DLR performed this service under the scope of the Risk-EOS service network. Risk-EOS, part of ESA's initial Services Element of Global Monitoring for Environment and Security (GMES), offers EO-based operational services for rapid mapping of major disasters as well as other geo-information services to support risk management of hazards such as floods and forest fires.

The Risk EOS service network and its Greek partner, National Observatory of Athens (NOA), are now working closely with Greek authorities to consolidate further the work done by the Charter on the affected areas.

Other satellites used to produce the maps include NASA’s Landsat, the SAC-C (an international cooperative mission between NASA and the Argentine Commission on Space Activities (CONAE), CNES, the Brazilian Space Agency, the Danish Space Research Institute and the Italian Space Agency), CNES’s SPOT satellite and Taiwan’s FORMOSAT satellite.

Other Charter members currently include the Indian Space Research Organisation (ISRO), the US National Oceanic and Atmospheric Administration (NOAA), the Argentine Space Agency (CONAE), the Japan Aerospace Exploration Agency (JAXA), the British National Space Centre/Disaster Monitoring Constellation (BNSC/DMC), the U.S. Geological Survey (USGS) and the China National Space Administration (CNSA).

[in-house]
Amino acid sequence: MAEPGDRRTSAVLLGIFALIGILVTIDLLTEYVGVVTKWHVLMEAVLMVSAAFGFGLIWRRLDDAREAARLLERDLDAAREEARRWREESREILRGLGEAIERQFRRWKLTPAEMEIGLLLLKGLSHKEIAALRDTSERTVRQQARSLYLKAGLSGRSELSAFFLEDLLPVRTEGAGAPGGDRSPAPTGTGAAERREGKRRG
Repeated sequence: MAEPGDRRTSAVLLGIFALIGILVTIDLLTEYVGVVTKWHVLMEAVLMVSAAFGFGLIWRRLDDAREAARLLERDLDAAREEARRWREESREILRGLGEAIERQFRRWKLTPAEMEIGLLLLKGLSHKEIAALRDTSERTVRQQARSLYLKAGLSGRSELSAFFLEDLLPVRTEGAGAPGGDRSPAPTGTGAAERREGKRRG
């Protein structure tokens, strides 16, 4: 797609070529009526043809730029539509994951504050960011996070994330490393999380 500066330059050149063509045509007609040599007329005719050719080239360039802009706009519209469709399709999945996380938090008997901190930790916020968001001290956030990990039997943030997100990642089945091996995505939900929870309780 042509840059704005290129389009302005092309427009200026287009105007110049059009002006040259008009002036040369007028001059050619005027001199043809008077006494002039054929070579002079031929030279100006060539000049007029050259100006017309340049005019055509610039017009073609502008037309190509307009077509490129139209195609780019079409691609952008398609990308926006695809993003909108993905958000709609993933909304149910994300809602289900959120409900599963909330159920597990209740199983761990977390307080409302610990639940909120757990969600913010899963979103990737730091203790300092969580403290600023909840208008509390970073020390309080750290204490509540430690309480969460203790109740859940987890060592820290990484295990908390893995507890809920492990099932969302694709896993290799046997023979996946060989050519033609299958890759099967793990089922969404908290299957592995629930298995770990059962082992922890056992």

Mariangela D'Acunto | alfa
Further information:
http://www.esa.int/esaEO/SEMESYB1S6F_index_0.html

More articles from Ecology, The Environment and Conservation:

nachricht Dispersal of Fish Eggs by Water Birds – Just a Myth?
19.02.2018 | Universität Basel

nachricht Removing fossil fuel subsidies will not reduce CO2 emissions as much as hoped
08.02.2018 | International Institute for Applied Systems Analysis (IIASA)

All articles from Ecology, The Environment and Conservation >>>

The most recent press releases about innovation >>>

Die letzten 5 Focus-News des innovations-reports im Überblick:

Im Focus: Explanation for puzzling quantum oscillations has been found

So-called quantum many-body scars allow quantum systems to stay out of equilibrium much longer, explaining experiment | Study published in Nature Physics

Recently, researchers from Harvard and MIT succeeded in trapping a record 53 atoms and individually controlling their quantum state, realizing what is called a...

Im Focus: Dozens of binaries from Milky Way's globular clusters could be detectable by LISA

Next-generation gravitational wave detector in space will complement LIGO on Earth

The historic first detection of gravitational waves from colliding black holes far outside our galaxy opened a new window to understanding the universe. A...

Im Focus: Entangled atoms shine in unison